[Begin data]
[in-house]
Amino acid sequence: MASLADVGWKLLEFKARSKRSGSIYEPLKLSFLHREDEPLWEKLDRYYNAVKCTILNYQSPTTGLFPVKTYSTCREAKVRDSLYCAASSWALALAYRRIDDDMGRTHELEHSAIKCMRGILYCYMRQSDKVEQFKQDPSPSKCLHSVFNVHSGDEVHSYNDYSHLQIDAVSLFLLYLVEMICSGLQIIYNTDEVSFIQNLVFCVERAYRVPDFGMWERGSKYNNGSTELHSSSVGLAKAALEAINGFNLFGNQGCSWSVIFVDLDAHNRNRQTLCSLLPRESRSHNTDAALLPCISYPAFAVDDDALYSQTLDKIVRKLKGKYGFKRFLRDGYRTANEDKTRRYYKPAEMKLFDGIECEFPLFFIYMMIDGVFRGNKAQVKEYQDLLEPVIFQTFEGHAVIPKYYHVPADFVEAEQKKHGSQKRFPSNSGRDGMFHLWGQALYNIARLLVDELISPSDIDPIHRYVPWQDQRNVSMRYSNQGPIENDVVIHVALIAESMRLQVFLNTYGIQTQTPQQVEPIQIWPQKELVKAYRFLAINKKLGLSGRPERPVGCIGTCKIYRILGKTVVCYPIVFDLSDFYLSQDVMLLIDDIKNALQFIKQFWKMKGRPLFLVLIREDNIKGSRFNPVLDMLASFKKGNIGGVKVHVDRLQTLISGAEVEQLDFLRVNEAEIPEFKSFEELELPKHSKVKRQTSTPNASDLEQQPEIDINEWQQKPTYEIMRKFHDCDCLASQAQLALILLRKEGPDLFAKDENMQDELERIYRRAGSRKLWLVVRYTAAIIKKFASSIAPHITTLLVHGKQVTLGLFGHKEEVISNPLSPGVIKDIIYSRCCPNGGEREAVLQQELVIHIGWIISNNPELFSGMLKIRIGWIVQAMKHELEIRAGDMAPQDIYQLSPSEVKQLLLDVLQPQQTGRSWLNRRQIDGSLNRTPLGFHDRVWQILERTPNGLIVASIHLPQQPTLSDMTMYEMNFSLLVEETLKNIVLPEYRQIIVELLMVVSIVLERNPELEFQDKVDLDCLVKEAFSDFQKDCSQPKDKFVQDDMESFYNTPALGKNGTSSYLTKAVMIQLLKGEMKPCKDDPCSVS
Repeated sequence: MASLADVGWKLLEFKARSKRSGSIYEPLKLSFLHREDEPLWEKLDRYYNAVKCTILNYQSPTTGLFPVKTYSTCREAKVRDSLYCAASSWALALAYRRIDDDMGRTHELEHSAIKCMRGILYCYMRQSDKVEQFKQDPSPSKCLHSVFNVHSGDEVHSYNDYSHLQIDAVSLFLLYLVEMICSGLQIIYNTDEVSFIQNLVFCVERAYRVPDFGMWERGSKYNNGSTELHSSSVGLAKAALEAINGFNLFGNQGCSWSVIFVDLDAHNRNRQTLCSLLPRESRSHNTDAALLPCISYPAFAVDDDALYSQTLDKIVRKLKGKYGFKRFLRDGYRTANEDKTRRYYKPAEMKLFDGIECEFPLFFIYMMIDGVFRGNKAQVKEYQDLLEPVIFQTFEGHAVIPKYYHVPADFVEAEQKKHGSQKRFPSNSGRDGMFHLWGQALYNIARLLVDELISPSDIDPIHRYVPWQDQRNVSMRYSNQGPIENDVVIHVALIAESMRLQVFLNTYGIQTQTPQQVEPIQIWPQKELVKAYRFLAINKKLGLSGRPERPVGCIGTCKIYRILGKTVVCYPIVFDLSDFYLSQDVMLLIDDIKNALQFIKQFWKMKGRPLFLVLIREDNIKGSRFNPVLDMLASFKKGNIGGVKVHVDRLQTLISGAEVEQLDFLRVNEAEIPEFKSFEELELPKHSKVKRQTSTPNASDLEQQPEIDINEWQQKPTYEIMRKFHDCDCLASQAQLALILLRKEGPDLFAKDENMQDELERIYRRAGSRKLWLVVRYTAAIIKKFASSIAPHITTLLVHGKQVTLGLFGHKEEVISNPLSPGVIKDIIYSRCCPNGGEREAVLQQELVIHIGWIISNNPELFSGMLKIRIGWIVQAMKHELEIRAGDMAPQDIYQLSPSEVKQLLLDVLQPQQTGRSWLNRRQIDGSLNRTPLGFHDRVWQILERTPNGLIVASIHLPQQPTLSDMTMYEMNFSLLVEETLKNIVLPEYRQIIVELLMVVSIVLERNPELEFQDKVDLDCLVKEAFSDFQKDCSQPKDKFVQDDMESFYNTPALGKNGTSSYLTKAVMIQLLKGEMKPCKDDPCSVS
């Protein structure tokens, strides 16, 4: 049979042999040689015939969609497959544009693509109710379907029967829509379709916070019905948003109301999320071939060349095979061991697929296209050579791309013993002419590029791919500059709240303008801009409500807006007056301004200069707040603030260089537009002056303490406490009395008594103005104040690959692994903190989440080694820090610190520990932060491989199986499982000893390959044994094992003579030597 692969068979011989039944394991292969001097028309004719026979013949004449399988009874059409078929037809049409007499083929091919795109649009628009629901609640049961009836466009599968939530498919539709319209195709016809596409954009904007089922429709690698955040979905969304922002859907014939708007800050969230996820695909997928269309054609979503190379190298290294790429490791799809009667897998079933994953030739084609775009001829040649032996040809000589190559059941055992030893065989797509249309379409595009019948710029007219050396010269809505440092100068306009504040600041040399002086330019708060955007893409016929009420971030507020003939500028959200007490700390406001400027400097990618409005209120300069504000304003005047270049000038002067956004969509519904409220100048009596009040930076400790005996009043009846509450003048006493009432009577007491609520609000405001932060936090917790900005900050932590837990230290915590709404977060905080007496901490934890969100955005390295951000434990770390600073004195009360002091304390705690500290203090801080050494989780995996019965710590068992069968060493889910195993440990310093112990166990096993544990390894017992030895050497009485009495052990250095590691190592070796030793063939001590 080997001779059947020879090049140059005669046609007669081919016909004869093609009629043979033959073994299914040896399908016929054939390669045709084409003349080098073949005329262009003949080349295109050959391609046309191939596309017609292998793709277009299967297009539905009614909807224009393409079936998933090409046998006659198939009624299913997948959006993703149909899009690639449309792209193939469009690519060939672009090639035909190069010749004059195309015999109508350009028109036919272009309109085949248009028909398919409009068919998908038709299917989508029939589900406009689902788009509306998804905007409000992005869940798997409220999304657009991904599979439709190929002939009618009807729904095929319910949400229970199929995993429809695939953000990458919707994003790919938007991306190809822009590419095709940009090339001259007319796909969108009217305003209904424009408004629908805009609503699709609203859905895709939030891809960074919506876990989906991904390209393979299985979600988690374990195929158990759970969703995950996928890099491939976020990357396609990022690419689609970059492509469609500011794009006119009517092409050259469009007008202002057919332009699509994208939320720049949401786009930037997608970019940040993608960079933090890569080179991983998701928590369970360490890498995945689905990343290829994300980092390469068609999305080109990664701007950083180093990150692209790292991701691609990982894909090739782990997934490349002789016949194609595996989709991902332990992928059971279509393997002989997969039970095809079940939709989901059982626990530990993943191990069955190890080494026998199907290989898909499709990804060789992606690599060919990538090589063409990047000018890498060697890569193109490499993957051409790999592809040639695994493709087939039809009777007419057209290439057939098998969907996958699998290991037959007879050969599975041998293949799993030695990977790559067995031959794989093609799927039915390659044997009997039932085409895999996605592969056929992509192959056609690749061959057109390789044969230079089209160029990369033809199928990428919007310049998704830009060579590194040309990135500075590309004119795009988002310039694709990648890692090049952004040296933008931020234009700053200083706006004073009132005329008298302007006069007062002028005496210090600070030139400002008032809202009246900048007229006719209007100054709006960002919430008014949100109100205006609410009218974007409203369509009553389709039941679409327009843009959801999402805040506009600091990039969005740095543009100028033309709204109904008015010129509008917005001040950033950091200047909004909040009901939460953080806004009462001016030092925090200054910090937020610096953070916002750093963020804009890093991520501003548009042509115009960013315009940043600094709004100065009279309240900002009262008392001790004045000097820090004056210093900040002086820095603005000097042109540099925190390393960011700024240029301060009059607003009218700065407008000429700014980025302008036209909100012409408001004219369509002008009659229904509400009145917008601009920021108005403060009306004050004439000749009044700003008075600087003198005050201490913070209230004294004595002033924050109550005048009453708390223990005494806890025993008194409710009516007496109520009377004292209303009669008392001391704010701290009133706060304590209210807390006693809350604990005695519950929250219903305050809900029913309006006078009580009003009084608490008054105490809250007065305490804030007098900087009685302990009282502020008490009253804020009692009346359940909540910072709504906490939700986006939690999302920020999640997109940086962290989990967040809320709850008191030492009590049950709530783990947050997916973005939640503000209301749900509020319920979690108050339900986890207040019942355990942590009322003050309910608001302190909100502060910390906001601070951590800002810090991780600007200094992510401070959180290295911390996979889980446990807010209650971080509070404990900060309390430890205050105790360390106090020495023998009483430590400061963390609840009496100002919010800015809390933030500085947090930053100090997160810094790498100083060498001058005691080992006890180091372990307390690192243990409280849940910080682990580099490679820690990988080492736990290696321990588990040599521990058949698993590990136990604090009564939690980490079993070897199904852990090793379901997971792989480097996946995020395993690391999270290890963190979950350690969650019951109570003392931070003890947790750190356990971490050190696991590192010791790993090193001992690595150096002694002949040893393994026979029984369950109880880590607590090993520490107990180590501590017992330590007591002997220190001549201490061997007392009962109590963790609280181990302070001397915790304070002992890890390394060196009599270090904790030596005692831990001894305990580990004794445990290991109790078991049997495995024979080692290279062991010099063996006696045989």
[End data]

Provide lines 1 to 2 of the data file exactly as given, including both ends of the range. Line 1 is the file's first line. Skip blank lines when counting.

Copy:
[in-house]
Amino acid sequence: MASLADVGWKLLEFKARSKRSGSIYEPLKLSFLHREDEPLWEKLDRYYNAVKCTILNYQSPTTGLFPVKTYSTCREAKVRDSLYCAASSWALALAYRRIDDDMGRTHELEHSAIKCMRGILYCYMRQSDKVEQFKQDPSPSKCLHSVFNVHSGDEVHSYNDYSHLQIDAVSLFLLYLVEMICSGLQIIYNTDEVSFIQNLVFCVERAYRVPDFGMWERGSKYNNGSTELHSSSVGLAKAALEAINGFNLFGNQGCSWSVIFVDLDAHNRNRQTLCSLLPRESRSHNTDAALLPCISYPAFAVDDDALYSQTLDKIVRKLKGKYGFKRFLRDGYRTANEDKTRRYYKPAEMKLFDGIECEFPLFFIYMMIDGVFRGNKAQVKEYQDLLEPVIFQTFEGHAVIPKYYHVPADFVEAEQKKHGSQKRFPSNSGRDGMFHLWGQALYNIARLLVDELISPSDIDPIHRYVPWQDQRNVSMRYSNQGPIENDVVIHVALIAESMRLQVFLNTYGIQTQTPQQVEPIQIWPQKELVKAYRFLAINKKLGLSGRPERPVGCIGTCKIYRILGKTVVCYPIVFDLSDFYLSQDVMLLIDDIKNALQFIKQFWKMKGRPLFLVLIREDNIKGSRFNPVLDMLASFKKGNIGGVKVHVDRLQTLISGAEVEQLDFLRVNEAEIPEFKSFEELELPKHSKVKRQTSTPNASDLEQQPEIDINEWQQKPTYEIMRKFHDCDCLASQAQLALILLRKEGPDLFAKDENMQDELERIYRRAGSRKLWLVVRYTAAIIKKFASSIAPHITTLLVHGKQVTLGLFGHKEEVISNPLSPGVIKDIIYSRCCPNGGEREAVLQQELVIHIGWIISNNPELFSGMLKIRIGWIVQAMKHELEIRAGDMAPQDIYQLSPSEVKQLLLDVLQPQQTGRSWLNRRQIDGSLNRTPLGFHDRVWQILERTPNGLIVASIHLPQQPTLSDMTMYEMNFSLLVEETLKNIVLPEYRQIIVELLMVVSIVLERNPELEFQDKVDLDCLVKEAFSDFQKDCSQPKDKFVQDDMESFYNTPALGKNGTSSYLTKAVMIQLLKGEMKPCKDDPCSVS